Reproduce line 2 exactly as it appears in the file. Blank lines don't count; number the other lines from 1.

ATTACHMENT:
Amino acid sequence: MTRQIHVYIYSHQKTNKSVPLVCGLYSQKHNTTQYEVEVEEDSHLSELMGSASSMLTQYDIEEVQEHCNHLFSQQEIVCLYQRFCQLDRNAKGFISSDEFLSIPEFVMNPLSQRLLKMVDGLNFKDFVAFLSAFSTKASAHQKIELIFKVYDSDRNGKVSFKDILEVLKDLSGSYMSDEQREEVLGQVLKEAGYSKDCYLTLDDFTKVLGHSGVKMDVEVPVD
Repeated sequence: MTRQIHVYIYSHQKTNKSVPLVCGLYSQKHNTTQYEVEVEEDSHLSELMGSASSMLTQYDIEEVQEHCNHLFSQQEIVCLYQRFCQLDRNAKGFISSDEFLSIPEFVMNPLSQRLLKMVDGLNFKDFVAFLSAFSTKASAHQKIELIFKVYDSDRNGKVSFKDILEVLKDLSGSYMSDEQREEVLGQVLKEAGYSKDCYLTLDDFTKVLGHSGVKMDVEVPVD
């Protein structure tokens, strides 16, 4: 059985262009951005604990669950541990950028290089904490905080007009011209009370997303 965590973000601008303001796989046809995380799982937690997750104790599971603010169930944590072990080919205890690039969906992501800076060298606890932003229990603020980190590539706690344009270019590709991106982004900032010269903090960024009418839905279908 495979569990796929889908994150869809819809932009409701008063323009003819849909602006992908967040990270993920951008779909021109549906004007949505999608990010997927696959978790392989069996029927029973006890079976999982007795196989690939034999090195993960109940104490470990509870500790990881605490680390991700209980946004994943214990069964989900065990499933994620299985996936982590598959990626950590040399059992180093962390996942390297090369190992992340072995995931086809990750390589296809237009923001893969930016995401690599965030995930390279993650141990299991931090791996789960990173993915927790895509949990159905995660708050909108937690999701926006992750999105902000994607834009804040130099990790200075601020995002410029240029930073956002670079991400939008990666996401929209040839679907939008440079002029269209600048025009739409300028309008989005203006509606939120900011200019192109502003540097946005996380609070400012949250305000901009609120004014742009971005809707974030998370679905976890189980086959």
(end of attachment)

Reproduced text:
Repeated sequence: MTRQIHVYIYSHQKTNKSVPLVCGLYSQKHNTTQYEVEVEEDSHLSELMGSASSMLTQYDIEEVQEHCNHLFSQQEIVCLYQRFCQLDRNAKGFISSDEFLSIPEFVMNPLSQRLLKMVDGLNFKDFVAFLSAFSTKASAHQKIELIFKVYDSDRNGKVSFKDILEVLKDLSGSYMSDEQREEVLGQVLKEAGYSKDCYLTLDDFTKVLGHSGVKMDVEVPVD